Elizabeth wasn’t in a Louis XVII situation.  Her captors had good reason to keep her healthy, as happy as possible, and alive: her first cousin was Louis XIV; her brother-in-law was the Stadholder of Holland; and she was a cousin of sorts to the Danish royal family.  Throughout her imprisonment, there was a chance that her father or brother would regain the throne, which would put her in a position to reward or punish her captors.  She wasn’t starved or abused but I think it’s fair to say that she suffered as a result of the psychological blows she endured and because of the poor medical care in that era.  Even if she’d joined Mary in Holland, I don’t think she would have survived; I think that she'd been too sick for too long.  If Elizabeth had showed up in Holland, Mary's doctor probably would have killed a pigeon and put it on her head in an attempt to cure her, that's how bad doctors were back then.   As I recall, Alison Plowden said that Elizabeth contracted tuberculosis in the home of one of her captors.  I think Elizabeth was tubercular a lot earlier than that.  Her sister Anne died of tuberculosis as a toddler.  During his autopsy, Charles II’s lungs showed signs that he’d suffered from tuberculosis and had recovered; unlike Elizabeth, Charles had an iron constitution.  As the deaths (from smallpox) of Mary, Henry, and Mary II proved, the royal palaces were germ factories.  It's amazing that any of the Stuarts came out of Whitehall alive. 

It is a pity that most of what we know about Elizabeth was written by various and sundry misty-eyed people after the Restoration.  A lot of her history is a blank.  She seems to have been highly intelligent as well as capable of political manipulation and strategic planning.  She would have been a major asset to Charles II.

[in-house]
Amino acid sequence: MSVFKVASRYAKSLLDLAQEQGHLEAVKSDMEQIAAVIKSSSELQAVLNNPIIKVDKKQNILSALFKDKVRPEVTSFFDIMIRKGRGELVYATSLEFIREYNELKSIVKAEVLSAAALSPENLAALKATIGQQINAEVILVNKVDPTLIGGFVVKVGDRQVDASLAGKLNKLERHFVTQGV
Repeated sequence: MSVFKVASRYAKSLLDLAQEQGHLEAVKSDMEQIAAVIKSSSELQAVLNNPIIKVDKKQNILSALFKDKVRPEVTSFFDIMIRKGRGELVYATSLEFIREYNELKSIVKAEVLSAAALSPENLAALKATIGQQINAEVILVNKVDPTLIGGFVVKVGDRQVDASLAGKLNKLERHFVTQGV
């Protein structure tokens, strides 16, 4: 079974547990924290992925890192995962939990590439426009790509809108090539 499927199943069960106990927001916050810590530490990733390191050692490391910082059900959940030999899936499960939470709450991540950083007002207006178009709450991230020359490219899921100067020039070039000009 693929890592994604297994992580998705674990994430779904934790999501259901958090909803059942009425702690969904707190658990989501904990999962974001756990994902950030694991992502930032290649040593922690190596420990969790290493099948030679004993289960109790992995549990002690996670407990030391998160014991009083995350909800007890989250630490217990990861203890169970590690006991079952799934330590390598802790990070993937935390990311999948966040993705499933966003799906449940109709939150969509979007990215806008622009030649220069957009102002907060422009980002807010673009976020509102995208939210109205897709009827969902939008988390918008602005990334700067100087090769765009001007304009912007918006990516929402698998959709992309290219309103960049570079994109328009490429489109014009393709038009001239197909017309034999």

« Last Edit: January 05, 2008, 12:31:17 PM by palatine »

Offline LenelorMiksi

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Re: Charles I and family
« Reply #130 on: January 05, 2008, 05:34:03 PM »
I didn't mean that Elizabeth would have survived longer if she'd gone to Holland- I just think she and Henry would have been happier there with family.  I'm sure the medical care there was centered on bleeding like everywhere else in Europe at the time, which we know just weakens resistance to disease.  Probably having a dead pigeon put on one's head would be more beneficial than bleeding- at least then maybe the placebo effect could kick in. I didn't realize that rickets could be caused by lack of sunlight.  That makes a lot of sense, and tuberculosis was so prevalent a person weakened by rickets would be especially prone to die of it.
Grand Duchess Alice of Hesse:  "Each year brings us nearer to the Wiedersehen [reunion with the dead], though it is sad to think how one's glass is running out, & how little good goes with it, compared to the numberless blessings we receive.  Time goes incredibly fast."